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San Francisco’s commercial real estate market all but glows red hot these days, and some of that energy seems to be radiating out to suburban communities in the North Bay.

Vacancy rates for Sonoma County office and industrial properties have declined markedly over the past three years. In particular, Petaluma businesses in recent years have leased hundreds of thousands of square feet of space that became vacant after a legion of telecom workers vacated the city. Also, the county’s industrial space is considered by some to be in tight supply.

What’s happening now has happened before, Sonoma State University economics professor Robert Eyler said. As real estate rates soar around San Francisco and Silicon Valley, more companies start to look for new space around the South Bay, East Bay and, to lesser extents, Marin and Sonoma counties.

“We are going through another classic wave” of expansion, Eyler said. “The demand sort of ripples out from the Bay Area.”

The county’s vacancy rate for office space declined this summer to 16.2 percent, down from 18.3 percent a year earlier, according to Santa Rosa commercial brokerage Keegan & Coppin/Oncor International. In the last recession, the office vacancy rate peaked at 24.8 percent at the end of 2009 and was still at 22.2 percent in the third quarter of 2012.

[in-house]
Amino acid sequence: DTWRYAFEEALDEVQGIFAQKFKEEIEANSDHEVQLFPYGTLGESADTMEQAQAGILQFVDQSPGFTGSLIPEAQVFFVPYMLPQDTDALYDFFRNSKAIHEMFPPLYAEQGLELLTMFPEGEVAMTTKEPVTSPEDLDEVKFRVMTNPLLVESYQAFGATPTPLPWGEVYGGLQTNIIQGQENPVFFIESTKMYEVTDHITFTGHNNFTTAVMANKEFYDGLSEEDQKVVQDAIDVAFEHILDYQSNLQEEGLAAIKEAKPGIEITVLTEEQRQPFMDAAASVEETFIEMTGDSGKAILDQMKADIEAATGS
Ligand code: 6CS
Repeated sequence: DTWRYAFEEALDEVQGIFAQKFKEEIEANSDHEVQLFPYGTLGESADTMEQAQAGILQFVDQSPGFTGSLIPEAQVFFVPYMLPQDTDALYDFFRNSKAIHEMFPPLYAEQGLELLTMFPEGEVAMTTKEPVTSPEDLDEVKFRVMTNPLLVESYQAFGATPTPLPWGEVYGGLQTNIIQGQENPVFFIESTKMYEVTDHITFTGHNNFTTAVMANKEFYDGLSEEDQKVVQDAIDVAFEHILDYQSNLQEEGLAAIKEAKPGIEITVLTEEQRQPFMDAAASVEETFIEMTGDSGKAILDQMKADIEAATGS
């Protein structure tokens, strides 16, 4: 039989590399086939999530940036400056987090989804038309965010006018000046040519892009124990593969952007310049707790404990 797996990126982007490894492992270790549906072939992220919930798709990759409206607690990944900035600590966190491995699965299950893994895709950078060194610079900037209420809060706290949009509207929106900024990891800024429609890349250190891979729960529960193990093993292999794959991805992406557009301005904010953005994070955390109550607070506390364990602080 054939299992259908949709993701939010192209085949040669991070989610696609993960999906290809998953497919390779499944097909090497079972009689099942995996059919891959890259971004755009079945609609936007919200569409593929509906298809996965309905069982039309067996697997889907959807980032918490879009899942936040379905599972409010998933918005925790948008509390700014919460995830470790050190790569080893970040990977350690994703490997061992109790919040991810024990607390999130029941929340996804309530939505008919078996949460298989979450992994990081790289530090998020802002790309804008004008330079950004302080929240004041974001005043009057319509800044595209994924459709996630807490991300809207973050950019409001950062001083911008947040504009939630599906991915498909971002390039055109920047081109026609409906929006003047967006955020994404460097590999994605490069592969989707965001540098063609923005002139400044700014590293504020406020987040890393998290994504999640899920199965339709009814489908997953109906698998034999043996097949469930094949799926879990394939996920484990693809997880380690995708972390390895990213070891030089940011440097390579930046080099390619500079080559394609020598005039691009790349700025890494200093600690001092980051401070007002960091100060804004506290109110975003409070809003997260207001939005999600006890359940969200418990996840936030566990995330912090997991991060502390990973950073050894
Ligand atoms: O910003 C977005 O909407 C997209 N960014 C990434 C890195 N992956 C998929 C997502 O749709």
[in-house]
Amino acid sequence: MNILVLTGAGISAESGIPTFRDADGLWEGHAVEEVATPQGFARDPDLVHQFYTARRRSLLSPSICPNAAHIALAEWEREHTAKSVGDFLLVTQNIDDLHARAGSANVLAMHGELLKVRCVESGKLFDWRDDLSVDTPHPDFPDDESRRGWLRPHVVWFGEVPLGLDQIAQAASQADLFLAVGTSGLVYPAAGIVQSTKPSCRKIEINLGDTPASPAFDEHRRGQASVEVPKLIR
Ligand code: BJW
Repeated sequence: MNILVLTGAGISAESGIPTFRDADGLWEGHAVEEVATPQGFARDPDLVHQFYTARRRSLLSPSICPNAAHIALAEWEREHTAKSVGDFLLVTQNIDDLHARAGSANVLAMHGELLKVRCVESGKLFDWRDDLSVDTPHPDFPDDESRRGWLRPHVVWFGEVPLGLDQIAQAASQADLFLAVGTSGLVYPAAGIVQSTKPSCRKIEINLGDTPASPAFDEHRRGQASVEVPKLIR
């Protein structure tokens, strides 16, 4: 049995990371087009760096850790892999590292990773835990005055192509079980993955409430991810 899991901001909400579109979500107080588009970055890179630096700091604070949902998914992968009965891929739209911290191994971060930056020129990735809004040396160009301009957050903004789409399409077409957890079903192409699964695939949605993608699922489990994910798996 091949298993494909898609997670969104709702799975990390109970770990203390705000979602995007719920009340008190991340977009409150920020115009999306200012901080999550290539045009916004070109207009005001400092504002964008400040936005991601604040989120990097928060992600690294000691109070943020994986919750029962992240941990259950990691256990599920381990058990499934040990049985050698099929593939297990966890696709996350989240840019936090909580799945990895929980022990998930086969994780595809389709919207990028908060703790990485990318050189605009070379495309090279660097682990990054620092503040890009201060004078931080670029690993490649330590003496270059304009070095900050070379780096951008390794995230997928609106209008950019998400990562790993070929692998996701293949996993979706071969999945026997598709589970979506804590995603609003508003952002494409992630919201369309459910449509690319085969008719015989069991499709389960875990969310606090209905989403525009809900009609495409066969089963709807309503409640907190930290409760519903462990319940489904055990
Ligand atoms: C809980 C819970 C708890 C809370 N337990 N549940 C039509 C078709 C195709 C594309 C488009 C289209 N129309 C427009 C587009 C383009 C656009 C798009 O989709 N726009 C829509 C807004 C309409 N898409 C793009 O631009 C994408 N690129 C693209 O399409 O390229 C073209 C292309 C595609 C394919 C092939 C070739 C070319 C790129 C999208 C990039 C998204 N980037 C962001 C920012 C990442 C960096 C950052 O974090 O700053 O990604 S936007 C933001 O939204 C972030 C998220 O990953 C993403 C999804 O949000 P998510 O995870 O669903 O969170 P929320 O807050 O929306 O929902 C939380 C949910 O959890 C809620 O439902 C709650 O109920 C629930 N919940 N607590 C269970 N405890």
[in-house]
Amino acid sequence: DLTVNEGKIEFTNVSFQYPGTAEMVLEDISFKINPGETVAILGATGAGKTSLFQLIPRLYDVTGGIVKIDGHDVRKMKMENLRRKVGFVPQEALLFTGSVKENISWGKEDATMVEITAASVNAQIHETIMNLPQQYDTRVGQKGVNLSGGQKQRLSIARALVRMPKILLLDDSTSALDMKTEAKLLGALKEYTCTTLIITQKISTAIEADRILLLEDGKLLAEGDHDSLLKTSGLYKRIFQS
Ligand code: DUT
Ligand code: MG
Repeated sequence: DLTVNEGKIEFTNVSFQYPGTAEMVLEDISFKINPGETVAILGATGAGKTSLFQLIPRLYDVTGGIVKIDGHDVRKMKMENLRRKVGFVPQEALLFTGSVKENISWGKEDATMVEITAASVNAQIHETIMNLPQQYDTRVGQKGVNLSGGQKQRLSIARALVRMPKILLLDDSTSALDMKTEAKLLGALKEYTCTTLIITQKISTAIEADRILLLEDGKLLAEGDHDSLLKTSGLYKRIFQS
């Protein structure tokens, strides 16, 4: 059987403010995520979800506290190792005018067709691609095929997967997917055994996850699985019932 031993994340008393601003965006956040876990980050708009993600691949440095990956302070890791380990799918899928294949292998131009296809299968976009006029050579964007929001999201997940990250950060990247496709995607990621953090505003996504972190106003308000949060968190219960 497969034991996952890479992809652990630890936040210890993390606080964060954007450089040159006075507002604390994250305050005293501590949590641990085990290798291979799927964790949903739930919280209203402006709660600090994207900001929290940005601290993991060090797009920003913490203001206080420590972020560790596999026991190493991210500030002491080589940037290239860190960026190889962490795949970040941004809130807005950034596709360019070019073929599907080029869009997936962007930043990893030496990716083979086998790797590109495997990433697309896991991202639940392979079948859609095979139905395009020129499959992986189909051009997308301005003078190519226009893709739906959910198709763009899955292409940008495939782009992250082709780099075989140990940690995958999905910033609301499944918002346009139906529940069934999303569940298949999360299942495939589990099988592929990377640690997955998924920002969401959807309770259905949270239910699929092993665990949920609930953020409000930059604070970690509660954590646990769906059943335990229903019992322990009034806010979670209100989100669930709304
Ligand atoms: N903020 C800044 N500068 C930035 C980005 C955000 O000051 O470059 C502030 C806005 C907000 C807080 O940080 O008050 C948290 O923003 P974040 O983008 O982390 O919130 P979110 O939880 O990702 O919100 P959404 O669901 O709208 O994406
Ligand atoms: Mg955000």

The market for industrial space is even tighter. Only 6.4 percent of industrial space in Sonoma County was vacant this summer, down from 8.5 percent a year earlier, according to Keegan & Coppin. Three years ago, the rate stood at 13.3 percent.

Best market in years

Landlords and real estate brokers said the progress in leasing space has been noteworthy.

“It’s definitely the strongest market that we’ve seen in seven or eight years,” said Brad Baker, chairman and CEO of Codding Enterprises. “I think it’s going to grow stronger, and I think that bodes well for the economy.”

While there was broad agreement that vacancy rates are going down, there was less consensus on whether landlords have seen much improvement in rents, a piece of data that isn’t readily available.